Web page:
THE SUITS OF WOE: OXFORD’S UNQUIET SOUL
An essay by WJ Ray
presented at the
16th Annual Shakespeare Authorship Studies Conference
Concordia University, Portland Oregon
April 14, 2012

Preface

I would like to mention that without the vision and relentless determination of Dan Wright, I wouldn’t be here, and neither would you.

It is a long voyage to Ithaca
But on the way West will be many islands;
And the dolphins weaving the sea
And the sun in its eternal transit
Are propitious signs
Of a true bearing.

Introduction

“Tis not alone my inky cloak / good mother, / Nor customary suits of solemn black, / Nor windy suspiration of forc’d breath, / No, nor the fruitful river in the eye, / Nor the dejected havior of the visage, / Together with all forms, moods, shapes of grief / That can denote me truly. These indeed seem, / For they are actions that a man might play; / But I have that within which passes show; / These but the trappings and the suits of woe.” (Hamlet, I.2.77-86)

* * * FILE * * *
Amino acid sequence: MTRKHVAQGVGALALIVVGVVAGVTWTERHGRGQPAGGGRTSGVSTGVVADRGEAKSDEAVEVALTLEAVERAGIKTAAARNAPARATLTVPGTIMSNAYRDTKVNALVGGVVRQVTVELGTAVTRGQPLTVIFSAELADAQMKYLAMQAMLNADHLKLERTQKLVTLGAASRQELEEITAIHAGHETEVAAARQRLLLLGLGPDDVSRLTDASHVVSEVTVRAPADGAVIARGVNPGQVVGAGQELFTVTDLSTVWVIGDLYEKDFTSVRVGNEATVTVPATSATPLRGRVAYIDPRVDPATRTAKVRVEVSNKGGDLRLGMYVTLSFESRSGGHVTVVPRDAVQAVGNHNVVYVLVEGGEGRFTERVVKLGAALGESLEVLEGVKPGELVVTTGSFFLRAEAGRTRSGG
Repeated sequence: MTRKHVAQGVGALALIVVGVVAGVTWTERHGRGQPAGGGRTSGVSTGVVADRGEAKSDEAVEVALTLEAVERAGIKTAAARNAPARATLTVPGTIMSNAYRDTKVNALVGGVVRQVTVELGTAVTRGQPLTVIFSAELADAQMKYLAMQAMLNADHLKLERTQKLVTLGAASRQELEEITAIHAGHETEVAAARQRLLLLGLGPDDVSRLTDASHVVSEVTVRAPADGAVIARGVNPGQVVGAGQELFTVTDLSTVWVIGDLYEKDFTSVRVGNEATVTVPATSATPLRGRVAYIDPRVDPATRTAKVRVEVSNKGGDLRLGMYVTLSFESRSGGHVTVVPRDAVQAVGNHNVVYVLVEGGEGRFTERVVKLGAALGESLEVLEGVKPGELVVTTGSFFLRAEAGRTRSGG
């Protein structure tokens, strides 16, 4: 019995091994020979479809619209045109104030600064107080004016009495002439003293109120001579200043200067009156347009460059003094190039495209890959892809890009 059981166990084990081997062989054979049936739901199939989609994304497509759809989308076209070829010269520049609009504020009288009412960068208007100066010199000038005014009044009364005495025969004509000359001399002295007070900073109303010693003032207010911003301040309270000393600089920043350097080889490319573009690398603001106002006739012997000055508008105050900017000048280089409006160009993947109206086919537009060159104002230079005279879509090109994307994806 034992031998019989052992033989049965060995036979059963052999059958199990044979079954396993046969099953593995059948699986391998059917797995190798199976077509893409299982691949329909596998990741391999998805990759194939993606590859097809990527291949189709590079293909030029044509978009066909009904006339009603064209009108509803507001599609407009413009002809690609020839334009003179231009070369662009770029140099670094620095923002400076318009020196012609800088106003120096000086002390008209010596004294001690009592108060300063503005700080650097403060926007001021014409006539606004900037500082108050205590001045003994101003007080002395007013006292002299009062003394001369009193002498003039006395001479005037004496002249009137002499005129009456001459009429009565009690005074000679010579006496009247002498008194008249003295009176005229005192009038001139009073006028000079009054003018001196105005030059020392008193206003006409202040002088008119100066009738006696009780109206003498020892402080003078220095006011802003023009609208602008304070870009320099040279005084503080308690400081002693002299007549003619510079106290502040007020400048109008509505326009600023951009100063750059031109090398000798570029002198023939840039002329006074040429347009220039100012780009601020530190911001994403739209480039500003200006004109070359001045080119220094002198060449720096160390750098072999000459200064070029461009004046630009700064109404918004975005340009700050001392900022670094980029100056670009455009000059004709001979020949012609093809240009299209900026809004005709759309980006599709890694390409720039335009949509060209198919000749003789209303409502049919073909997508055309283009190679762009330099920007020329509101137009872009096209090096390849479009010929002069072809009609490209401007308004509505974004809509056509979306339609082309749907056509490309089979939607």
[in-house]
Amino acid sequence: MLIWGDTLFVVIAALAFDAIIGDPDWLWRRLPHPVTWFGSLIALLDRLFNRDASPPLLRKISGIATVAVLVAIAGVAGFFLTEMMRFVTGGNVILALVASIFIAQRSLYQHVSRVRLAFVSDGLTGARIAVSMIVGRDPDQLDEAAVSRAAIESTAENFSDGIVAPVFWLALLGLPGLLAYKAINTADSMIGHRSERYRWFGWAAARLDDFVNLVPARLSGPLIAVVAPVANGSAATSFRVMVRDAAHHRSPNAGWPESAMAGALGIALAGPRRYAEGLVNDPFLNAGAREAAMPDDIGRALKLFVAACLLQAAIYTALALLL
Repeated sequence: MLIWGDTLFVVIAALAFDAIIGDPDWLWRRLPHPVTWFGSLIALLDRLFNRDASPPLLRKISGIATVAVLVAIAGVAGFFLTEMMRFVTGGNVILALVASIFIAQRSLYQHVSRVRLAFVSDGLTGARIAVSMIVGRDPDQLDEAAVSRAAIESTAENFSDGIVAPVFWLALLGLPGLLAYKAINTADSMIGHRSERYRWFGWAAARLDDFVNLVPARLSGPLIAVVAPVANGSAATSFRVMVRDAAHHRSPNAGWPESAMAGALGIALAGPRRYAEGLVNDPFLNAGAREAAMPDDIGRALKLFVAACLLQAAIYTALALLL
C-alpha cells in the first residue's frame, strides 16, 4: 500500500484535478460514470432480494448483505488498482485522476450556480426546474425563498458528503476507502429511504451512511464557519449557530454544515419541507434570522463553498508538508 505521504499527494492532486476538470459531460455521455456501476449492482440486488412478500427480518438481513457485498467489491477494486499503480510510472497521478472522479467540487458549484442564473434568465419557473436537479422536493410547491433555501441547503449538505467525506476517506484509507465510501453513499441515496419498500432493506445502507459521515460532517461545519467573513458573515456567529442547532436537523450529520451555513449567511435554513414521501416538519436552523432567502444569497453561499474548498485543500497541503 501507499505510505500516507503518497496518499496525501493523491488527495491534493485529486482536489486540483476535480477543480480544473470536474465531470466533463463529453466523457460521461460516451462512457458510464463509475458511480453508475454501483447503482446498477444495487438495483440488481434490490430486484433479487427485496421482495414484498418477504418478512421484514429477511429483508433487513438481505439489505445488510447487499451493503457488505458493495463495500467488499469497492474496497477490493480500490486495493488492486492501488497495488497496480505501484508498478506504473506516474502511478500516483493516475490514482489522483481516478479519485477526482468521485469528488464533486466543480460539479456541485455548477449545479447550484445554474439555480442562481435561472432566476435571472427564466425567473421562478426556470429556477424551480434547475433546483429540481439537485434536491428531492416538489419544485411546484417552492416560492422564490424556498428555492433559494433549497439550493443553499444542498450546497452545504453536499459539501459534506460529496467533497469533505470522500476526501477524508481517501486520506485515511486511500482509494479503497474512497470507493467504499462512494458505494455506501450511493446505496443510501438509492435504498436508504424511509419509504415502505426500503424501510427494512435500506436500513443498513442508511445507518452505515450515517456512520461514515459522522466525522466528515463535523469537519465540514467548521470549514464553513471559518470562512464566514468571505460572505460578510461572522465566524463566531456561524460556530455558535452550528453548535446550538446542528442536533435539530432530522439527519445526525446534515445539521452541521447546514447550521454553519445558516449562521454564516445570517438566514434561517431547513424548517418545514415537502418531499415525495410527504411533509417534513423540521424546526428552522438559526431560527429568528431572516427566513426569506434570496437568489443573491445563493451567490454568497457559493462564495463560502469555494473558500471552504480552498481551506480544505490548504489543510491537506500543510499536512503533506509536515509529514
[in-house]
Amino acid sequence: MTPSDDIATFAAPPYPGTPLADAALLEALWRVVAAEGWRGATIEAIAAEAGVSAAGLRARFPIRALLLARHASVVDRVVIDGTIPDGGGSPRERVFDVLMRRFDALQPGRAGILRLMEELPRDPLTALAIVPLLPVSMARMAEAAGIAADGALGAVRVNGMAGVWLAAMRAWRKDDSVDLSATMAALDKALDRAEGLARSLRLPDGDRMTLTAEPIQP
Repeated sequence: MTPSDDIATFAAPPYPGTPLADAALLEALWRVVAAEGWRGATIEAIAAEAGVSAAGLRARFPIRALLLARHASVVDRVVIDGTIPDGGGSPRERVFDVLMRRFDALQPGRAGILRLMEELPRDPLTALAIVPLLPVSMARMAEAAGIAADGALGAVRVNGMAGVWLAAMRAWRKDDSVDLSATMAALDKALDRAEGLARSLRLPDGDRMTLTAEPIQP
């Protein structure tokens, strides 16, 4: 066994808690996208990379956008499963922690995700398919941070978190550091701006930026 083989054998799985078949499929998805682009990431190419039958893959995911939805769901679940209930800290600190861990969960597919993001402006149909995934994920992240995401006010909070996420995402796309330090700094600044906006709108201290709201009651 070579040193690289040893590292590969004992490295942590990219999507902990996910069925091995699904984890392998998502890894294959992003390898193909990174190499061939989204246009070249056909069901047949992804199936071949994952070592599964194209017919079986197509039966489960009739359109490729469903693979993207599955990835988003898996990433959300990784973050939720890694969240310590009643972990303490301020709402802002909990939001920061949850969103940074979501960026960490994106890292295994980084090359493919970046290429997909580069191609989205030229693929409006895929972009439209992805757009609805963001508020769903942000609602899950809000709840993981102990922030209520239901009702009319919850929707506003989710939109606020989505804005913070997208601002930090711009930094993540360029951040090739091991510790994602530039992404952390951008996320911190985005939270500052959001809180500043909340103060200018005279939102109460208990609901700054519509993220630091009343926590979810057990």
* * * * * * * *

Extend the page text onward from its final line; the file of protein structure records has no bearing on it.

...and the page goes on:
We are looking for “that within which passes show”, the soul of Edward de Vere, 17th Earl of Oxford, putative author of the Shakespeare canon.

Click for the full text in PDF format

Full 60 minute reading in MP3 format below (volume control included):

By permission of the family of
Ruth Loyd Miller

16th Annual Shakespeare Authorship Studies Conference - Suits of Woe
reading by WJ Ray, April 14, 2012
Music Selections from
"Edward de Vere and his circle:
My Lords of Oxenford's Maske"
by Mignarda (c. 2006)
http://mignarda.com

© Katherine V. Chiljan


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